Blockchain Will Require Shift in How Brands Market

Blockchain technology can provide more security and ownership, but its adoption will introduce new challenges for marketers in Asia-Pacific, and globally, who must reassess the way they think about promotions.

For brands, blockchain offers highly secure data acquisition and helps instill trust amongst consumers, says Abhishek Pitti, CEO and founder of Nucleus Vision, which develops technologies that capture consumer data and build customer profiles. Its products include an Internet of Things (IoT) sensor system that is touted to be able to detect mobile phones as users walk past storefronts or locations where the sensors are set up. The vendor uses blockchain to secure the data it collects and analyses.

In this Q&A with ExchangeWire, Pitti explains the role of blockchain in improving customer and brand experience, and highlights challenges marketers may face in adopting the technology.

ExchangeWire: What blackholes still exist today in identifying and building more accurate customer profiles?

Abhishek Pitti: Currently, customer profiles are built using data collected from third-party aggregators. The customer attributes derived from these large data warehouses are, at best, indicative as these datasets assume interest or intent based on the wrong parameters. Furthermore, there is a data authenticity problem; and wrong data is as good as having no data at all.

There is a need for capturing real-time data, along with past purchase data, to be able to create a more accurate persona. As it stands, there are not many systems in the world that have this capability.

How has the explosion of IoT devices further complicated this?

Abhishek Pitti, CEO & Founder, Nucleus Vision

IoT systems are extremely powerful and provide a means of capturing real-time data. However, they are subject to vulnerabilities. Even if one did have an IoT-powered solution, you are mostly going to make a huge compromise on customer data, which includes highly sensitive information like credit card details and personal information, that usually resides in home delivery systems and loyalty programmes.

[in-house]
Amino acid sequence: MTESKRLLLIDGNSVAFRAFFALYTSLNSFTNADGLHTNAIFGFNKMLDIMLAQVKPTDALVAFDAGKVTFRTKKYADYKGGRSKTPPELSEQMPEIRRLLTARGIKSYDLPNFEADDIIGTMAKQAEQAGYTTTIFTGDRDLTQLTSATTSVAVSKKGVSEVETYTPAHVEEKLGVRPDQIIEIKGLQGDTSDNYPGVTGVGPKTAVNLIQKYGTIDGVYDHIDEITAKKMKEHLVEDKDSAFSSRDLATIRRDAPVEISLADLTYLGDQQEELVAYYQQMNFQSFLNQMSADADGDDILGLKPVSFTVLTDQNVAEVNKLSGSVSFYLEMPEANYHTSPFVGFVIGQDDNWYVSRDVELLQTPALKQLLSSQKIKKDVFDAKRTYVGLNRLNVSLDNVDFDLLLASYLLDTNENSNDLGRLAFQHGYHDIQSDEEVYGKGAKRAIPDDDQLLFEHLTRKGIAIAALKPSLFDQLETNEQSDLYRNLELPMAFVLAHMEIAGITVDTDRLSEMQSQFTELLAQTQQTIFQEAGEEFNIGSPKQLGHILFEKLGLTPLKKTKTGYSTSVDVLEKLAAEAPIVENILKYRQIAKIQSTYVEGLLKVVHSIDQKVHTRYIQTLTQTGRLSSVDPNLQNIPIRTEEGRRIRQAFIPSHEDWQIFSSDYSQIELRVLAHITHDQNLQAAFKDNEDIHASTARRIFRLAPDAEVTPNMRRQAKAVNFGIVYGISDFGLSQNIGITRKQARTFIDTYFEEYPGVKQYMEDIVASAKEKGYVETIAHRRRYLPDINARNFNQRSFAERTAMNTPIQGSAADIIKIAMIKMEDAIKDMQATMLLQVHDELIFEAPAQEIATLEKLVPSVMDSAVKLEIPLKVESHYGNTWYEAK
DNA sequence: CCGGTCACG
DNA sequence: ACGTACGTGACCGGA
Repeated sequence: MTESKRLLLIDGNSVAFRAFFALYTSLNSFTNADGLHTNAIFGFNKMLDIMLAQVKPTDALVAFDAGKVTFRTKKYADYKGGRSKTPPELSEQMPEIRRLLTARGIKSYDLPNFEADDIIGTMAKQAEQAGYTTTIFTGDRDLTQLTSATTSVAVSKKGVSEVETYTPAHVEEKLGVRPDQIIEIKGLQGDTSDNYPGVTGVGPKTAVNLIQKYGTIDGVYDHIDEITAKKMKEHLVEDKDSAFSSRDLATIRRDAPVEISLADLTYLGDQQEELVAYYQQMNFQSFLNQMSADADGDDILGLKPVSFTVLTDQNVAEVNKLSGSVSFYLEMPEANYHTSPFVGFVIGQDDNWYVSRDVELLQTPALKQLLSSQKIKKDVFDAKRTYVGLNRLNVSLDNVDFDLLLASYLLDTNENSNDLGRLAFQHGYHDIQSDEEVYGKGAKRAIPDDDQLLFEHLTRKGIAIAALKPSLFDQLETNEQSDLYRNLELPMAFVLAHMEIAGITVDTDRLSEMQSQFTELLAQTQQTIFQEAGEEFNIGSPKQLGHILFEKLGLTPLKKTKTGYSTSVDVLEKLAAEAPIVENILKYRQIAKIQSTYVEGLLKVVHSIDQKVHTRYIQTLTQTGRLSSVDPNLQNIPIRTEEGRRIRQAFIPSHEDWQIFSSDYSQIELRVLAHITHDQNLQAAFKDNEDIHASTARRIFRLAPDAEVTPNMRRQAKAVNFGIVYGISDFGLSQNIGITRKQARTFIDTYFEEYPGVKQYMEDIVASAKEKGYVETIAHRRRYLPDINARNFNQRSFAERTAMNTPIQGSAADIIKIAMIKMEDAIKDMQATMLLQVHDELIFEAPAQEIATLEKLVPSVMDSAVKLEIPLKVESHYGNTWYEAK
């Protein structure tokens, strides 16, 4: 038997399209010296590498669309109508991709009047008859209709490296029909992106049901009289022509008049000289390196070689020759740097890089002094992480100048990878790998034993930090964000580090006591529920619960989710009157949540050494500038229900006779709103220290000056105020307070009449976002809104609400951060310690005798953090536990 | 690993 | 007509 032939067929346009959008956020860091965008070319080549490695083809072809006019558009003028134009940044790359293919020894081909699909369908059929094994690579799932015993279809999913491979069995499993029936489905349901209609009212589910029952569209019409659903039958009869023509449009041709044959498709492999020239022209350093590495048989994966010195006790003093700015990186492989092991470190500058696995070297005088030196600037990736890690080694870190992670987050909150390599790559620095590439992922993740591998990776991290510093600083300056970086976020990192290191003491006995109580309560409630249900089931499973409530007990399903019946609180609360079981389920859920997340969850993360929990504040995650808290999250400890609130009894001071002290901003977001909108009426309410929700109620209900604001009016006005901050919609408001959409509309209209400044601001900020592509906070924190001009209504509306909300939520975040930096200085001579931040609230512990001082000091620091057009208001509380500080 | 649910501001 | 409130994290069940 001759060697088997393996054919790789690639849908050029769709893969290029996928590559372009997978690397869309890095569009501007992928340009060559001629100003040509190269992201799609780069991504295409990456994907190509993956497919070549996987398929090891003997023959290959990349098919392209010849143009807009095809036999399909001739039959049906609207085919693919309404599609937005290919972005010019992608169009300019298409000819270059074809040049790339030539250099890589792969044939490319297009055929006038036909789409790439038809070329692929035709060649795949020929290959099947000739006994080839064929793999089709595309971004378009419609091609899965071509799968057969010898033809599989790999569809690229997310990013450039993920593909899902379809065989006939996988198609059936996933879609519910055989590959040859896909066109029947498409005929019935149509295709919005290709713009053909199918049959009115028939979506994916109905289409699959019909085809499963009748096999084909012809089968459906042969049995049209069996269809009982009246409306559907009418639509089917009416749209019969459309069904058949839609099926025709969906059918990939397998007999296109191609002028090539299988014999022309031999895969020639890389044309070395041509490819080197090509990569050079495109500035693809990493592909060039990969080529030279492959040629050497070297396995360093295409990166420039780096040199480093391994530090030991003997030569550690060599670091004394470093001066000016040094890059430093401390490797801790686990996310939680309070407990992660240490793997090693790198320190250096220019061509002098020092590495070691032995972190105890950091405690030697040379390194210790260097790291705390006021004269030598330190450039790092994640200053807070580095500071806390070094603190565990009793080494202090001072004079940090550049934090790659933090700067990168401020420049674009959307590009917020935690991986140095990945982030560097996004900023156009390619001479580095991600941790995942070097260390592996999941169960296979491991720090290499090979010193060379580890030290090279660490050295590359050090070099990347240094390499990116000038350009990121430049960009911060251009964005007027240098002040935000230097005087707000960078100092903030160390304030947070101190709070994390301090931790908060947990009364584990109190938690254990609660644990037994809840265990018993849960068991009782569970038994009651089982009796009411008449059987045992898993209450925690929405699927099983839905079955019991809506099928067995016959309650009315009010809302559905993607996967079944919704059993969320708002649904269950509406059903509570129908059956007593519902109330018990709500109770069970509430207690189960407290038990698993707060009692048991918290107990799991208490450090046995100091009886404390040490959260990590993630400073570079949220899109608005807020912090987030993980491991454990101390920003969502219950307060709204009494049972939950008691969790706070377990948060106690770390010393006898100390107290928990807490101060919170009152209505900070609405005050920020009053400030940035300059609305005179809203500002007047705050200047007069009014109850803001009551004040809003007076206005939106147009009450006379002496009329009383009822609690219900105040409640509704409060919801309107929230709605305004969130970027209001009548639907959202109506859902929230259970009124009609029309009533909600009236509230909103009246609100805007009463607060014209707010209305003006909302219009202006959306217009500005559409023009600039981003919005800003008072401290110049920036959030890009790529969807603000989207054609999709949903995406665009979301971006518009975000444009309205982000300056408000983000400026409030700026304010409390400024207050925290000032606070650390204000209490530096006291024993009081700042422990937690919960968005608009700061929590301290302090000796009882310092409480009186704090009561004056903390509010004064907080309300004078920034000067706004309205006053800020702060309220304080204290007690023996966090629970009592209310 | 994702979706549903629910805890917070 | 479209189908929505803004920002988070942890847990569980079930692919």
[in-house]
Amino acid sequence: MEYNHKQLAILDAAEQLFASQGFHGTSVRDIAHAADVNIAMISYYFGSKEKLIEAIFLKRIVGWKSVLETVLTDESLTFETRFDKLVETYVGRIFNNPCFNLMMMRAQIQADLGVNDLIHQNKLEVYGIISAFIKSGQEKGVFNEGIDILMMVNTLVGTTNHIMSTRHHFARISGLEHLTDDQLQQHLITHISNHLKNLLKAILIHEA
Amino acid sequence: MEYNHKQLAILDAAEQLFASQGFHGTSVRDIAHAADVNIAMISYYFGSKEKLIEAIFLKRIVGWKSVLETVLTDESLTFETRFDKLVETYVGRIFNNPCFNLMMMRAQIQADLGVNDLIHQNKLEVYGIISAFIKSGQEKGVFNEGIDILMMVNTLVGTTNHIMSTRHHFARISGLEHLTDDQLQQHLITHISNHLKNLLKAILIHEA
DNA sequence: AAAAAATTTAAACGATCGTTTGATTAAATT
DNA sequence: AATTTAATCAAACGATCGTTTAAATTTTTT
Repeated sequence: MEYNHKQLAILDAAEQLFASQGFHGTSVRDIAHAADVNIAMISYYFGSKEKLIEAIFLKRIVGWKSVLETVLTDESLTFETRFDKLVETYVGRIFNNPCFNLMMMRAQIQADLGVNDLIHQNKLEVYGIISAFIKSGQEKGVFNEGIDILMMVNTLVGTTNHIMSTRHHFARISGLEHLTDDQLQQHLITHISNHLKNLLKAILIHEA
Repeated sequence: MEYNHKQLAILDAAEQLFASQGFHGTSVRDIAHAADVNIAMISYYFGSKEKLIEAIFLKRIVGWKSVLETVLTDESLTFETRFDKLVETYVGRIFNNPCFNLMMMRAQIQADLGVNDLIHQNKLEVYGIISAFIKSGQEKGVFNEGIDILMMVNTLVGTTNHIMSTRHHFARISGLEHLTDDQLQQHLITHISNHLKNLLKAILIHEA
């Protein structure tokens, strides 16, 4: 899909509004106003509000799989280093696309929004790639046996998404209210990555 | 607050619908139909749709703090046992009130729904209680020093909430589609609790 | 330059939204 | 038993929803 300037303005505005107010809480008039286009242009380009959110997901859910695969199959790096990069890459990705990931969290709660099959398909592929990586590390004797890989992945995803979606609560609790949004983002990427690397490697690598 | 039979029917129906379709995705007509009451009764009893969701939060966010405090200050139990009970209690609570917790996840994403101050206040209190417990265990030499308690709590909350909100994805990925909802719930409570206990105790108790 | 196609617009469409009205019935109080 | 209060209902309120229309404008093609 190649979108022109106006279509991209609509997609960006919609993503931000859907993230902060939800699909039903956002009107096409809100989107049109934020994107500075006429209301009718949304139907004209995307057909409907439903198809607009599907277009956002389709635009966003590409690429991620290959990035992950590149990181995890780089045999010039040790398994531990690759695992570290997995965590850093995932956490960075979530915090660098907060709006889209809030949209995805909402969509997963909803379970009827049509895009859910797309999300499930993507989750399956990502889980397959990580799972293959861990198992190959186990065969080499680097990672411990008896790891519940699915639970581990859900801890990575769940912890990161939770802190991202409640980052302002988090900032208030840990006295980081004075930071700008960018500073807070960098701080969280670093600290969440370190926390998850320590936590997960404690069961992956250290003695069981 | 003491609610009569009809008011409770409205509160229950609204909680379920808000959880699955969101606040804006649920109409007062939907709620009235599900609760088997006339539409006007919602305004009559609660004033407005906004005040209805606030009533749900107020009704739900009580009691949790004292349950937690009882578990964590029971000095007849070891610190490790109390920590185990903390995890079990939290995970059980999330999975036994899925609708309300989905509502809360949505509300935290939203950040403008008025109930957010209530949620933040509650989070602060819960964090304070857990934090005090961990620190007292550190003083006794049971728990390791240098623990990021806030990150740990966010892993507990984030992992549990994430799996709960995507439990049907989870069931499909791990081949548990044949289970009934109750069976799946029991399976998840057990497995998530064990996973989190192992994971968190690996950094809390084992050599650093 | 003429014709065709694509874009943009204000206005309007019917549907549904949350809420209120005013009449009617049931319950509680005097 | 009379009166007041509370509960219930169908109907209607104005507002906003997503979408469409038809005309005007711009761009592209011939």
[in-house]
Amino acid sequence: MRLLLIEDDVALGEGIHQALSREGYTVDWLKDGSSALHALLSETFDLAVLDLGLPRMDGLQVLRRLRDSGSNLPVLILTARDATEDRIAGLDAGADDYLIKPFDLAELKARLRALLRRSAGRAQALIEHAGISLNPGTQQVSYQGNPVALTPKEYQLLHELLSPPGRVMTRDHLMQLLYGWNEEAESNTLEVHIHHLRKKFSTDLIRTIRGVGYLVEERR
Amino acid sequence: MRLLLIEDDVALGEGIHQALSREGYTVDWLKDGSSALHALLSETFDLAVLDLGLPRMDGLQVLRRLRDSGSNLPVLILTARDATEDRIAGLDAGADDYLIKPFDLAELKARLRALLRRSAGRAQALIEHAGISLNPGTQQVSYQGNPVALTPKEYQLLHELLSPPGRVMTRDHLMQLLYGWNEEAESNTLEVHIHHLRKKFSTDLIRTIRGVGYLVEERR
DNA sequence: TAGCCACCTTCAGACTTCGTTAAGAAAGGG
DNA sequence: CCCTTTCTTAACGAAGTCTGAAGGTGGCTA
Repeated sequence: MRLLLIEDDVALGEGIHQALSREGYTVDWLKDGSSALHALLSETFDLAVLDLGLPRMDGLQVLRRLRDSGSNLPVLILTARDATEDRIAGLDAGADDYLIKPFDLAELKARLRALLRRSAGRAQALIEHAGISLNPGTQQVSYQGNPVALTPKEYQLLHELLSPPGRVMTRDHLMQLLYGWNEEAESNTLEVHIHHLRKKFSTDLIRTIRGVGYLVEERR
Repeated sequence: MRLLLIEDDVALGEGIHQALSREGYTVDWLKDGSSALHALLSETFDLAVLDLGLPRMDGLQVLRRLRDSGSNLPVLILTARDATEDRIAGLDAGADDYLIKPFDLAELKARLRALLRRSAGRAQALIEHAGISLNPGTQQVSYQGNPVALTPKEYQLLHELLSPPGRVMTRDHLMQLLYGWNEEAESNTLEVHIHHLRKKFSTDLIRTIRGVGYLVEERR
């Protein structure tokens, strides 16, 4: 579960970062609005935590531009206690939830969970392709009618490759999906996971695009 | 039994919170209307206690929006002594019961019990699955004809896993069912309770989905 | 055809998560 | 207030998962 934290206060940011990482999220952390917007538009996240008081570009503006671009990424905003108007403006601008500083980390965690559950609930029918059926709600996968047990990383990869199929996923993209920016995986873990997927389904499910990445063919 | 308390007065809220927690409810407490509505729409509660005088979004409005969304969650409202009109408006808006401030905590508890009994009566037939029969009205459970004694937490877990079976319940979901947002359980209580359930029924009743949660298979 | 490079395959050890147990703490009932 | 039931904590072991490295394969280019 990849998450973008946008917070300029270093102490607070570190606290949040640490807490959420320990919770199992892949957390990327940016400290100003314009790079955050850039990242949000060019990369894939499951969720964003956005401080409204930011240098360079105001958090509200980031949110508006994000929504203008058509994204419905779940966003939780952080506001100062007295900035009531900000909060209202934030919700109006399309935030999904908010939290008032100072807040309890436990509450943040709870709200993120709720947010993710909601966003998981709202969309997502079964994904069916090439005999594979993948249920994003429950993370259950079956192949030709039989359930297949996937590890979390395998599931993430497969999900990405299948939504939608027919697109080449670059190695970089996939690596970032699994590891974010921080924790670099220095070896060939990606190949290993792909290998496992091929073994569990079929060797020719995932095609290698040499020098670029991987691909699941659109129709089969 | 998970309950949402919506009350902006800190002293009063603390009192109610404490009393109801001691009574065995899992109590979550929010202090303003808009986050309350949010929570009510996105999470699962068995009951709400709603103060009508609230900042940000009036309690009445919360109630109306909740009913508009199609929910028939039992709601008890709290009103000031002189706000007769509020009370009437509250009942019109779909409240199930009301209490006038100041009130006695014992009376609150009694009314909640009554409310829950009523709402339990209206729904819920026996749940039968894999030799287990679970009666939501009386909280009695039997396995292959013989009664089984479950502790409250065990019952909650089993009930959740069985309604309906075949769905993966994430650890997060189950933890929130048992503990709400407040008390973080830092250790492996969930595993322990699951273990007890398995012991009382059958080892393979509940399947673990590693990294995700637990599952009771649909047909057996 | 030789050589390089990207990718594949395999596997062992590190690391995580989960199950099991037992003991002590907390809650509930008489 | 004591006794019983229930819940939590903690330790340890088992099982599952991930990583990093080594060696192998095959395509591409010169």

In a nutshell, can you explain the role of blockchain in improving customer and brand experience?

Blockchain technology provides two main advantages: security and ownership. It brings security to an otherwise vulnerable system, as it will have no single point of failure and it puts ownership of data back in the hands of the user. Every user on a blockchain system will have visibility into who is trying to access their data, and has the right to share or not share their data.

In terms of brands, blockchain can provide a highly secure data acquisition and storage system, instilling a sense of trust amongst consumers and stakeholders alike. Furthermore, data shared consensually by the customer is updated in real time and is, thus, more accurate.

What does it offer that previously was not possible through existing CRM applications and footfall measurement tools?

Blockchain provides a way to handle real-time data securely. Existing footfall measurement tools may give you walk-in numbers, but to add any more customer intelligence capabilities to them would mean an increase in security systems, which the blockchain provides.

CRM data is collated usually after a sale at the bill-desk; and while this might prove to be useful in future interactions with the customer, there’s no way it can capture real-time intent and act upon it.

Why do you see blockchain as particularly important to the offline-online integrated retail experience that the likes of Alibaba, with its ‘new retail’ strategy, are touting?

Such retail strategies are extremely data- and IoT-driven; and retail data is extremely valuable to anyone. However, IoT systems are not secure enough to be used to acquire and store sensitive information. Blockchain provides a ready-made answer to this problem.

Blockchain technology, though, isn’t particularly easy for brands to grasp. What kind of challenges do you foresee in terms of its adoption, and how should companies overcome these?

I see three main problems here. First, blockchain talent is rare, and the few who are there today are expensive. Hiring budgets will be affected.

Also, integrating legacy systems with new-age blockchain solutions will be tough. It needs people who have seen both ends of the spectrum – and that is just a handful of people today.

In addition, most retail data and advertising systems are centralised. Decentralising them with blockchain, and putting power into the hands of the customers, will require a paradigm shift in the way marketers think about promotions. This will take some getting used to.

What can Asia-Pacific marketers learn from Alibaba’s ‘new retail’ push?

Alibaba is essentially revolutionising brick-and-mortar retail with technology and data. The learning for other brands is simple: we are in the age of data; and every industry has to face the consequences of not being data-driven, especially brick-and-mortar retail.

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